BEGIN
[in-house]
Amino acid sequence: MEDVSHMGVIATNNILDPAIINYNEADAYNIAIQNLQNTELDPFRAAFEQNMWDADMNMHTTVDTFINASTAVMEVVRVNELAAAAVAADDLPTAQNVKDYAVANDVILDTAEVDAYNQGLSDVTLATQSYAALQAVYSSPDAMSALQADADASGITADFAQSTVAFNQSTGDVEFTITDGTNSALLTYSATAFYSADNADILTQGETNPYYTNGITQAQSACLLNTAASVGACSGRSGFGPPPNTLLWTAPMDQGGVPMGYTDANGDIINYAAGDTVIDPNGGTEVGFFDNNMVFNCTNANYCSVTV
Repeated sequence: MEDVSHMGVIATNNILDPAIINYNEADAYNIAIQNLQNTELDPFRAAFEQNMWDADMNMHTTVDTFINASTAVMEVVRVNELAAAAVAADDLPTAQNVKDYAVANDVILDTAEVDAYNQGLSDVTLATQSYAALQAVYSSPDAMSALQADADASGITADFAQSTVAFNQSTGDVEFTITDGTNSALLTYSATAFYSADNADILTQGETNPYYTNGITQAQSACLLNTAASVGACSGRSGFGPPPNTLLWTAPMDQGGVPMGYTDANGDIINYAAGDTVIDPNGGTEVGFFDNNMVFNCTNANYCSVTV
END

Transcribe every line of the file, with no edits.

[in-house]
Amino acid sequence: MEDVSHMGVIATNNILDPAIINYNEADAYNIAIQNLQNTELDPFRAAFEQNMWDADMNMHTTVDTFINASTAVMEVVRVNELAAAAVAADDLPTAQNVKDYAVANDVILDTAEVDAYNQGLSDVTLATQSYAALQAVYSSPDAMSALQADADASGITADFAQSTVAFNQSTGDVEFTITDGTNSALLTYSATAFYSADNADILTQGETNPYYTNGITQAQSACLLNTAASVGACSGRSGFGPPPNTLLWTAPMDQGGVPMGYTDANGDIINYAAGDTVIDPNGGTEVGFFDNNMVFNCTNANYCSVTV
Repeated sequence: MEDVSHMGVIATNNILDPAIINYNEADAYNIAIQNLQNTELDPFRAAFEQNMWDADMNMHTTVDTFINASTAVMEVVRVNELAAAAVAADDLPTAQNVKDYAVANDVILDTAEVDAYNQGLSDVTLATQSYAALQAVYSSPDAMSALQADADASGITADFAQSTVAFNQSTGDVEFTITDGTNSALLTYSATAFYSADNADILTQGETNPYYTNGITQAQSACLLNTAASVGACSGRSGFGPPPNTLLWTAPMDQGGVPMGYTDANGDIINYAAGDTVIDPNGGTEVGFFDNNMVFNCTNANYCSVTV